Artists are often on the frontlines of gentrification, moving into lower-income neighborhoods, making those neighborhoods more appealing to outsiders, and soon enough, being priced out themselves.
Has Washington gone from “Chocolate City” to “Cappuccino City?” American University professor spent more than half a decade studying the neighborhood changes along the U St. NW corridor and in Shaw – places that are emblematic of the rapid transformation that’s swept through so much of Washington during the past two decades. Kojo chats with Hyra in front of an audience right in the middle of one of the neighborhoods he spent so much time studying for his new book, “Race, Class And Politics In The Cappuccino City.”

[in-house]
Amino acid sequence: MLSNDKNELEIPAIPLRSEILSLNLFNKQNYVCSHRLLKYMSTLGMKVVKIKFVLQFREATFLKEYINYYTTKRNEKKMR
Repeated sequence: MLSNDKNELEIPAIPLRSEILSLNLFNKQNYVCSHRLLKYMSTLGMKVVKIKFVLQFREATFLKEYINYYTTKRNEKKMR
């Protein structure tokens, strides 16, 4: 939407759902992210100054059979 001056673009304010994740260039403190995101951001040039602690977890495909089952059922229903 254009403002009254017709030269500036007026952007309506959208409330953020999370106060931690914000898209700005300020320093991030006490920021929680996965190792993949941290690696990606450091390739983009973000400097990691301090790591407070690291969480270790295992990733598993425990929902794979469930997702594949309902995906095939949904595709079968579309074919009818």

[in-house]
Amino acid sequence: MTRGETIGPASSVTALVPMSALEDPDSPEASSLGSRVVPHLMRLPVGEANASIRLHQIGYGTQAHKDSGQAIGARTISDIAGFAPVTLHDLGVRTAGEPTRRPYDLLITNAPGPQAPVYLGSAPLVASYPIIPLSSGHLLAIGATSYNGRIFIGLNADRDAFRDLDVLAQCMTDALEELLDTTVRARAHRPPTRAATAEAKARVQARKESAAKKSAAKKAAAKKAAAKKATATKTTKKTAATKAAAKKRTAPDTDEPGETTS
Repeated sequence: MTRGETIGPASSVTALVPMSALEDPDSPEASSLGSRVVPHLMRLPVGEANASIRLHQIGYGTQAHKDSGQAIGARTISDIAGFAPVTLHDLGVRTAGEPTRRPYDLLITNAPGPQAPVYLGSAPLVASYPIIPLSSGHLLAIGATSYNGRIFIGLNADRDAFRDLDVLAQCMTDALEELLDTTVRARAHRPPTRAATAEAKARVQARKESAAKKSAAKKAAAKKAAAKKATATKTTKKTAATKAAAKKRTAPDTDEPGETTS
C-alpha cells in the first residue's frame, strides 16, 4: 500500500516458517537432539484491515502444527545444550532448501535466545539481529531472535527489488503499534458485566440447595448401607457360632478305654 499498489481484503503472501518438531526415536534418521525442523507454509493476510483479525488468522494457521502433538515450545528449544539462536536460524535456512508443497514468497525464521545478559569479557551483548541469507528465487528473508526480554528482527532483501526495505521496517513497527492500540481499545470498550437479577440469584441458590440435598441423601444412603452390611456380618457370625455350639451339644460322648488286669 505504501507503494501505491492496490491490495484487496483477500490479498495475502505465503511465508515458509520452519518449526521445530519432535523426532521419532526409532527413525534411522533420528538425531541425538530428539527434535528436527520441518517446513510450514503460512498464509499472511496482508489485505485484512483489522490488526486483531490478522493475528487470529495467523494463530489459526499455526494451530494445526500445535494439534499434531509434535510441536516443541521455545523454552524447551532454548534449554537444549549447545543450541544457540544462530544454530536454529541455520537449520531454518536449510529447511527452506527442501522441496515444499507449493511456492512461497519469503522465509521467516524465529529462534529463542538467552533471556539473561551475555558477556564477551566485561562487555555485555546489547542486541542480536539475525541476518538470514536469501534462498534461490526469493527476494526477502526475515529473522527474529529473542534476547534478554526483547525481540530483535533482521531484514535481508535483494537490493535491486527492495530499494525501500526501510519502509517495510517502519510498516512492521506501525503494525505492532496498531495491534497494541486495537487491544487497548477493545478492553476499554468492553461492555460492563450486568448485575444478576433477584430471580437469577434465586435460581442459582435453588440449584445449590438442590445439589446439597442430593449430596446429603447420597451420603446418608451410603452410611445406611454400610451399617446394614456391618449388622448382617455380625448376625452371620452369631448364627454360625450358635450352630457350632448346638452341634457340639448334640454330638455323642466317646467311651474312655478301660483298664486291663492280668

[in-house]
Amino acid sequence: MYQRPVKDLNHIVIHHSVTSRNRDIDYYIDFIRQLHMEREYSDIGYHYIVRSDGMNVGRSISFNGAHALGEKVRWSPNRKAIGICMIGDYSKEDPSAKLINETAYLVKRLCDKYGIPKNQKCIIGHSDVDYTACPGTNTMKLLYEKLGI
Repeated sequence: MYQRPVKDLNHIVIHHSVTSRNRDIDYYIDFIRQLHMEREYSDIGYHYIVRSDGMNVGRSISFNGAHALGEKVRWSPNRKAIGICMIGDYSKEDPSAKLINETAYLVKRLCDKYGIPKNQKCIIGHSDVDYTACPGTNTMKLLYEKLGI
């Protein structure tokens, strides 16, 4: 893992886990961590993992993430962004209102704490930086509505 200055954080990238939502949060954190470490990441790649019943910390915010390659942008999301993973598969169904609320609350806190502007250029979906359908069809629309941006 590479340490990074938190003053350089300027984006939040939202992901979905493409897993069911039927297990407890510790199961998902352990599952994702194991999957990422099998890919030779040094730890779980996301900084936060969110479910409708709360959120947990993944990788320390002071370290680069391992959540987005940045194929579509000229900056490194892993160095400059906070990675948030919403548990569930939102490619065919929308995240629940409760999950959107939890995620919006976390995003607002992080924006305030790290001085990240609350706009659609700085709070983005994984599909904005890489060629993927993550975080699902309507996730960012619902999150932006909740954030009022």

WAMU Books brings WAMU contributors in conversation with local and visiting authors in front of a live audience at Washington D.C. bookstores. Learn more about WAMU Books.
- Derek Hyra Associate Professor, Department of Public Administration and Policy, American University; Director, Metropolitan Policy Center, American University; Author, " Capital Dilemma: Growth and Inequality in Washington, D.C.;" "Race, Class, and Politics in the Cappuccino City"; @DerekHyra
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